You are cold, cold, cold...
His father tried music. It was a tried and tested route. It brought on tears and dance; it reached both mind and body. At its most potent it was a panacea for the incipient numb, the fear of feeling so quickly diagnosed as dumb. His father tried. This would be a challenge to one so young. The conductor’s eyes were closed. His head rocked forward then shook vigorously for a moment before jerking back, his wild hair falling around him. His shoulders were hunched but his arms raged around him, tentacles seemingly out of control then suddenly taut, suddenly loose. Louche turned to look at his father sitting beside him. His eyes too were closed, one hand brushing his eyelids while the other rested on the seat in front, his fingertips intermittently tapping the red velour. Using quick, nervous glances, Louche could see other people in the audience in a similar state to his father, all of them reacting to the music as it raged towards a crescendo, the drums thundering through his seat.
At a quiet moment, his father whispered into his ear.
“Marvellous isn’t it”
He took his hand away from his face momentarily to squeeze Louche’s hand.
And it was marvellous, Louche believed what he was told. His first concert, his first experience of live music, it was an evening of firsts. He should be proud. He was the only child in an audience of adults. There was something special about his presence there and yet his eyes remained only half open, his vision squeezed into a loose line of blurred colour and unfocussed bodies. He wanted to rock his head like the conductor, he wanted to run his hands along the harp, back and forward, laughing as the notes slid upwards. He wanted to run on to the stage and leap on to the cymbals crashing his way through the music. But a voice in his head offered no encouragement, teasing him only with the possibility of public humiliation.
How terrible it would to be suddenly on that stage and expected to play...
He drew his body closer in, hugging his arms and legs, gathering his limbs tight against his chest. He needed to go to the toilet, he needed to clench his fists and stretch his legs so taut they would break and then there would be relief, a wash of wonderful warmth spreading over him and he could shut his eyes without thinking they should be open, he could let his voice out without fear of it being heard. He would not have to try anymore.
The Street of Shame, a central corridor of the club, was littered with couples in various states of sex. The light from the candles placed at even intervals along the narrow arch was surprisingly still, with little flicker to move or animate the bodies stretched out on the cobbled, uneven floors. Louche walked through these bodies with stealth, there still remaining a sense of expectation, a desire for invitation. Ahead of him, he saw another man, similar age, similar synthetic look, stop at one couple engaged in the early stages of arousal and kneel by them, out stretching a hand to the man’s head and reaching down with his head to the woman’s bare chest. Their arms welcomed him and drew him into their embrace. Louche smiled. This was what the evening was about. Encounters with strangers, exchanges of brief passion without guilt or long term attachment; a sense of revolution and sexual freedom He’d been told it was an ideal way to explore yourself and lose inhibition about sex and intimacy. His optimistic voice, that hopeful half of him, reminded Louche to retain the smile to shore it up, fix it and anchor it in the face of doubt but even in the shadowy light of candles it was clear to see there was little humour creasing his thin lips.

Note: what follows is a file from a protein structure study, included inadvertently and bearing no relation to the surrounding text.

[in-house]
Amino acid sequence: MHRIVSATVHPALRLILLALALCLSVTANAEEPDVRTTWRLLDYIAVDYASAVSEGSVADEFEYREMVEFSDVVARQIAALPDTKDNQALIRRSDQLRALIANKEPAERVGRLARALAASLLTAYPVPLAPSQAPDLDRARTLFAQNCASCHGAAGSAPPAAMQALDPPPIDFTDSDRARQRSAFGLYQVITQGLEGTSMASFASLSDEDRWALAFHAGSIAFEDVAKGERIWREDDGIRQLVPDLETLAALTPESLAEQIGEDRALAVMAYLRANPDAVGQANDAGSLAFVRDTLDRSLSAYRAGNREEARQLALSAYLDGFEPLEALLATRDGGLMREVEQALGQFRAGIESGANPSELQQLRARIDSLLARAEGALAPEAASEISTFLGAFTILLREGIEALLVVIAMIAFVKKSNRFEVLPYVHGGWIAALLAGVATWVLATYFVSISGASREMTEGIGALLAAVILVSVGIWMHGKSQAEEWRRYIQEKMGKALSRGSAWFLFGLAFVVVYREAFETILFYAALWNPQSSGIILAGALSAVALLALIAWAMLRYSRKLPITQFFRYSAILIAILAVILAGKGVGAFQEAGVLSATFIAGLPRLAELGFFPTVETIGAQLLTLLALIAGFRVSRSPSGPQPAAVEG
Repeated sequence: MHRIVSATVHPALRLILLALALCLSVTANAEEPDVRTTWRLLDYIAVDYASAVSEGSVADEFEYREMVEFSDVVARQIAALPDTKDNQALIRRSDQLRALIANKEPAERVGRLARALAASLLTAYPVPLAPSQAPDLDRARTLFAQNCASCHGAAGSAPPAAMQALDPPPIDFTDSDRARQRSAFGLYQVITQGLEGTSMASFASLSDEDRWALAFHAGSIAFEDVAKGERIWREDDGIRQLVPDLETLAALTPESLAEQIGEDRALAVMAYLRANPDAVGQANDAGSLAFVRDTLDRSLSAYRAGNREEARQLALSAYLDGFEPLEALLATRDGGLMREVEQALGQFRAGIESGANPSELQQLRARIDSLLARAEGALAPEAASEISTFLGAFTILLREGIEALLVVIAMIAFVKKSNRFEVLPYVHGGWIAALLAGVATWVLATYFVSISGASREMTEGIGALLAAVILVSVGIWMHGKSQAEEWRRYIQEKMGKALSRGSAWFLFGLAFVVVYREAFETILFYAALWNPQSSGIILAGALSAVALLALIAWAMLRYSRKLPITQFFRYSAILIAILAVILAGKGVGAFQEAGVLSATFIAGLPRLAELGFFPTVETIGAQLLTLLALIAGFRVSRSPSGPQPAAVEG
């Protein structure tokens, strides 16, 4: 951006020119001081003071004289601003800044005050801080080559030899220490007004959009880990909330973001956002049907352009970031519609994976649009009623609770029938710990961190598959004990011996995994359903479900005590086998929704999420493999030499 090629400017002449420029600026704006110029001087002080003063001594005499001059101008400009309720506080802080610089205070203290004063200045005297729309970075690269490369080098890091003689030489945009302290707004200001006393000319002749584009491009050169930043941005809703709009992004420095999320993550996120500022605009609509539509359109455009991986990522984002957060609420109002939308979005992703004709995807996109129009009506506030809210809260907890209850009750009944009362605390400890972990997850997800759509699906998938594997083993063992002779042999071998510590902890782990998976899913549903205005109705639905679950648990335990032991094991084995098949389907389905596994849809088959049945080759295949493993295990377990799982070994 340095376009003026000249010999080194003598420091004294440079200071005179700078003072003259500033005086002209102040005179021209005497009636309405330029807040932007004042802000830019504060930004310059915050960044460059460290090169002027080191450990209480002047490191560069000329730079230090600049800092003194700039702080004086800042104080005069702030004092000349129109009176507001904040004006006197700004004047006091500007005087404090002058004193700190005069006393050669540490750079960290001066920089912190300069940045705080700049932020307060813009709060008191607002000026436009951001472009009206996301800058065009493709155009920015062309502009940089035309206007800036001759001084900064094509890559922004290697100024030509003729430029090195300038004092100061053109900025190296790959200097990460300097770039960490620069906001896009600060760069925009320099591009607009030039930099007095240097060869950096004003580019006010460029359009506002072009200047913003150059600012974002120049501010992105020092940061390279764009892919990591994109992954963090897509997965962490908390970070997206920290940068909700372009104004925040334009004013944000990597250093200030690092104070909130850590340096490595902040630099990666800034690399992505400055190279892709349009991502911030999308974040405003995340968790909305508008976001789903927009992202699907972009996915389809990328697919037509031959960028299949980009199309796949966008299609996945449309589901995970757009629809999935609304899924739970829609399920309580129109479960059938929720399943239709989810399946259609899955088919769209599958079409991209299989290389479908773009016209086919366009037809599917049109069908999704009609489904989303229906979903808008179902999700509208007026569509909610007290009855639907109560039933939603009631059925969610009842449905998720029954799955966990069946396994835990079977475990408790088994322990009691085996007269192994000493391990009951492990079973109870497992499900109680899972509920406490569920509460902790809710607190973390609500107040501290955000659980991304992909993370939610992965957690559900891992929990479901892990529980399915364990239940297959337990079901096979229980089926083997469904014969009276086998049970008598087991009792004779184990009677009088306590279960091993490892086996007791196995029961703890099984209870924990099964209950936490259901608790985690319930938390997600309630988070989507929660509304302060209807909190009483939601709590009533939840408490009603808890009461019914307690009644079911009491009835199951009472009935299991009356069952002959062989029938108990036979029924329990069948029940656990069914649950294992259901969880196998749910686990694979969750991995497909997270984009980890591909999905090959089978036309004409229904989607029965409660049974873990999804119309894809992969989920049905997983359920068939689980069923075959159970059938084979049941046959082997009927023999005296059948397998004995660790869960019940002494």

Don’t you wish that was you ? Why can’t it be you?
The warring voices in his head were the only thing Louche could hear at that moment. Yes, there was music, the sound of boots on cobbles, the grunts and groans of sex all around him but he was both deafened and muted by his own rage, clamouring for him to join in. Or not. He found another dark corner and pressed his bare back and legs against the cold brick. Now he was invisible, a white stain on the wall. He tried to stop all sound within him, to tighten it, strangle the words which kept coming back, on and on until his own breath stopped. Silence, somehow.
All they could hear was rain. The tent had begun to be weighed down by the torrential pour which had lasted more than three hours, just after the sun had set hurriedly at the end of the field. Louche could understand why. The enjoyment of the day had gone with the sun, the light drops of rain coming on as dusk shrouded them. It seemed to Louche that, with the sun gone, the clouds had rolled down from the hills surrounding them, rushing to corral them in their tents, one for the children, one for the adults. His cousins were enjoying themselves. They shed their given skins and let their naked limbs loose, a burst of energy, a smell of earth and breathing skin While in the adults tent maybe ten metres away he could hear the clink of glasses, the flow of murmured conversation erupting into stifled laughs and his father’s ever-present good time boom; inside the children's tent there was a worm out of control, tunnelling its way in and out of the sleeping bags as the other cousin tried to kill it with one of the plastic picnic forks. Out of his squinting eyes, he could see the worm get closer to him but rather than watch the small figure burrowing towards him he watched the fork in the other boys hand, raised and poised to strike.